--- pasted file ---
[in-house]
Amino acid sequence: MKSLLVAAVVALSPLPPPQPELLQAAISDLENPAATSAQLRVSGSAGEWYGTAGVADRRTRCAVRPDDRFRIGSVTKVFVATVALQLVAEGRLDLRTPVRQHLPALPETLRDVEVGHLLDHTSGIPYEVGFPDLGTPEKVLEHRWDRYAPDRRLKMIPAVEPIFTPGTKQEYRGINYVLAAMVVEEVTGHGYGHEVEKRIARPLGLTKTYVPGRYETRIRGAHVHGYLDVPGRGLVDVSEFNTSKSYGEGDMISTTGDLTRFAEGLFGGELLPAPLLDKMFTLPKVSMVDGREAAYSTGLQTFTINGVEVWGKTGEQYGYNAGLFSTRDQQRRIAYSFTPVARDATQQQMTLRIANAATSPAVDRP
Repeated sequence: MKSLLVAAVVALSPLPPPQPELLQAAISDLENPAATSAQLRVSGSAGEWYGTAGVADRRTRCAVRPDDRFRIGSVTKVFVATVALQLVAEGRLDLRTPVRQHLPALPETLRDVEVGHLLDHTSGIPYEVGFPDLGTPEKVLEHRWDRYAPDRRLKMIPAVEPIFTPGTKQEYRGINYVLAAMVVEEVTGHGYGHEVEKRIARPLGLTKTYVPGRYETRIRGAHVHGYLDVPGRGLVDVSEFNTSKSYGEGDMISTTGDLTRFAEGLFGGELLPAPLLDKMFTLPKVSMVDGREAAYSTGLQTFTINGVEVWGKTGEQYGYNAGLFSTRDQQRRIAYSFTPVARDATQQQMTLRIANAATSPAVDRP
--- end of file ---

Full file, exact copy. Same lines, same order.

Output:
[in-house]
Amino acid sequence: MKSLLVAAVVALSPLPPPQPELLQAAISDLENPAATSAQLRVSGSAGEWYGTAGVADRRTRCAVRPDDRFRIGSVTKVFVATVALQLVAEGRLDLRTPVRQHLPALPETLRDVEVGHLLDHTSGIPYEVGFPDLGTPEKVLEHRWDRYAPDRRLKMIPAVEPIFTPGTKQEYRGINYVLAAMVVEEVTGHGYGHEVEKRIARPLGLTKTYVPGRYETRIRGAHVHGYLDVPGRGLVDVSEFNTSKSYGEGDMISTTGDLTRFAEGLFGGELLPAPLLDKMFTLPKVSMVDGREAAYSTGLQTFTINGVEVWGKTGEQYGYNAGLFSTRDQQRRIAYSFTPVARDATQQQMTLRIANAATSPAVDRP
Repeated sequence: MKSLLVAAVVALSPLPPPQPELLQAAISDLENPAATSAQLRVSGSAGEWYGTAGVADRRTRCAVRPDDRFRIGSVTKVFVATVALQLVAEGRLDLRTPVRQHLPALPETLRDVEVGHLLDHTSGIPYEVGFPDLGTPEKVLEHRWDRYAPDRRLKMIPAVEPIFTPGTKQEYRGINYVLAAMVVEEVTGHGYGHEVEKRIARPLGLTKTYVPGRYETRIRGAHVHGYLDVPGRGLVDVSEFNTSKSYGEGDMISTTGDLTRFAEGLFGGELLPAPLLDKMFTLPKVSMVDGREAAYSTGLQTFTINGVEVWGKTGEQYGYNAGLFSTRDQQRRIAYSFTPVARDATQQQMTLRIANAATSPAVDRP